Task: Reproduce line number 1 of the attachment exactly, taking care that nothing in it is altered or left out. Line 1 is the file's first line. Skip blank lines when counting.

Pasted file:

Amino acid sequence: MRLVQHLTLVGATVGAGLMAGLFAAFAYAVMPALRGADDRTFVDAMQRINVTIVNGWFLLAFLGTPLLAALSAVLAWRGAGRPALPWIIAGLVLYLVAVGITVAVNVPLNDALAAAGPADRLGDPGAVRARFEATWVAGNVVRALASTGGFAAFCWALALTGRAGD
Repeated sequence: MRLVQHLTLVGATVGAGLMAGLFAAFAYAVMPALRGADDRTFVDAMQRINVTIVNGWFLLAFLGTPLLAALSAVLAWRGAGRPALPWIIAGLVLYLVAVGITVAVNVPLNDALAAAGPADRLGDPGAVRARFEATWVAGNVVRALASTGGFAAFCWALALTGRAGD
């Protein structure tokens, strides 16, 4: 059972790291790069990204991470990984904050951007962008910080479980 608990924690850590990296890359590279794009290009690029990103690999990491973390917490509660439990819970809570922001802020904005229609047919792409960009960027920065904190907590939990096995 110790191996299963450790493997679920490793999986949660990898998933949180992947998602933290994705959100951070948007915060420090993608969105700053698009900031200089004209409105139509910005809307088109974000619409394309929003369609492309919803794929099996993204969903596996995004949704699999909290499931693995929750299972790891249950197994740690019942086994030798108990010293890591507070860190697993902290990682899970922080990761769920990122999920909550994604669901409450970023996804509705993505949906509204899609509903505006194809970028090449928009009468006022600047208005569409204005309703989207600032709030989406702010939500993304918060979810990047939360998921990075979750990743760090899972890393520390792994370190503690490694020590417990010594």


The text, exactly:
Amino acid sequence: MRLVQHLTLVGATVGAGLMAGLFAAFAYAVMPALRGADDRTFVDAMQRINVTIVNGWFLLAFLGTPLLAALSAVLAWRGAGRPALPWIIAGLVLYLVAVGITVAVNVPLNDALAAAGPADRLGDPGAVRARFEATWVAGNVVRALASTGGFAAFCWALALTGRAGD